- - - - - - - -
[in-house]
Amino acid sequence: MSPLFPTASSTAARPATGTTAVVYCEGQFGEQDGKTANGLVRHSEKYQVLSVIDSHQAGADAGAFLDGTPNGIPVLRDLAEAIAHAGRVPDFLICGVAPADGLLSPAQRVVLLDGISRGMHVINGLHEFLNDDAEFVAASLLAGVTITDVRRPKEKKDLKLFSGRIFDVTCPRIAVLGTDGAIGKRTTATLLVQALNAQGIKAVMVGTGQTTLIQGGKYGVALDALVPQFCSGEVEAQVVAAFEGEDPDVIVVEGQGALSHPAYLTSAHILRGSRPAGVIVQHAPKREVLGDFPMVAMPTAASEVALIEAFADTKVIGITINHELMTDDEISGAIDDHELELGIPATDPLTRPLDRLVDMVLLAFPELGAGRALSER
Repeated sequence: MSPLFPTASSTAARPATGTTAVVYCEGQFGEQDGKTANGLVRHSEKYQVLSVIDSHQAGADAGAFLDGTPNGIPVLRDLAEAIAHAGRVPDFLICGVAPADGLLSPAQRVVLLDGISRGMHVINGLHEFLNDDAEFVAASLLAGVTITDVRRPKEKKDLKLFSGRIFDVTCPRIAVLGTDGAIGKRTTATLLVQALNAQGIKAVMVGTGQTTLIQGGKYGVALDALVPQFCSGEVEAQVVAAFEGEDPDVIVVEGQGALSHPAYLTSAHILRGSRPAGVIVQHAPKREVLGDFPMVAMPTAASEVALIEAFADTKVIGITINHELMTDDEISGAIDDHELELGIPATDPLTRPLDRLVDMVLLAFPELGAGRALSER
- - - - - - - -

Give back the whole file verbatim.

[in-house]
Amino acid sequence: MSPLFPTASSTAARPATGTTAVVYCEGQFGEQDGKTANGLVRHSEKYQVLSVIDSHQAGADAGAFLDGTPNGIPVLRDLAEAIAHAGRVPDFLICGVAPADGLLSPAQRVVLLDGISRGMHVINGLHEFLNDDAEFVAASLLAGVTITDVRRPKEKKDLKLFSGRIFDVTCPRIAVLGTDGAIGKRTTATLLVQALNAQGIKAVMVGTGQTTLIQGGKYGVALDALVPQFCSGEVEAQVVAAFEGEDPDVIVVEGQGALSHPAYLTSAHILRGSRPAGVIVQHAPKREVLGDFPMVAMPTAASEVALIEAFADTKVIGITINHELMTDDEISGAIDDHELELGIPATDPLTRPLDRLVDMVLLAFPELGAGRALSER
Repeated sequence: MSPLFPTASSTAARPATGTTAVVYCEGQFGEQDGKTANGLVRHSEKYQVLSVIDSHQAGADAGAFLDGTPNGIPVLRDLAEAIAHAGRVPDFLICGVAPADGLLSPAQRVVLLDGISRGMHVINGLHEFLNDDAEFVAASLLAGVTITDVRRPKEKKDLKLFSGRIFDVTCPRIAVLGTDGAIGKRTTATLLVQALNAQGIKAVMVGTGQTTLIQGGKYGVALDALVPQFCSGEVEAQVVAAFEGEDPDVIVVEGQGALSHPAYLTSAHILRGSRPAGVIVQHAPKREVLGDFPMVAMPTAASEVALIEAFADTKVIGITINHELMTDDEISGAIDDHELELGIPATDPLTRPLDRLVDMVLLAFPELGAGRALSER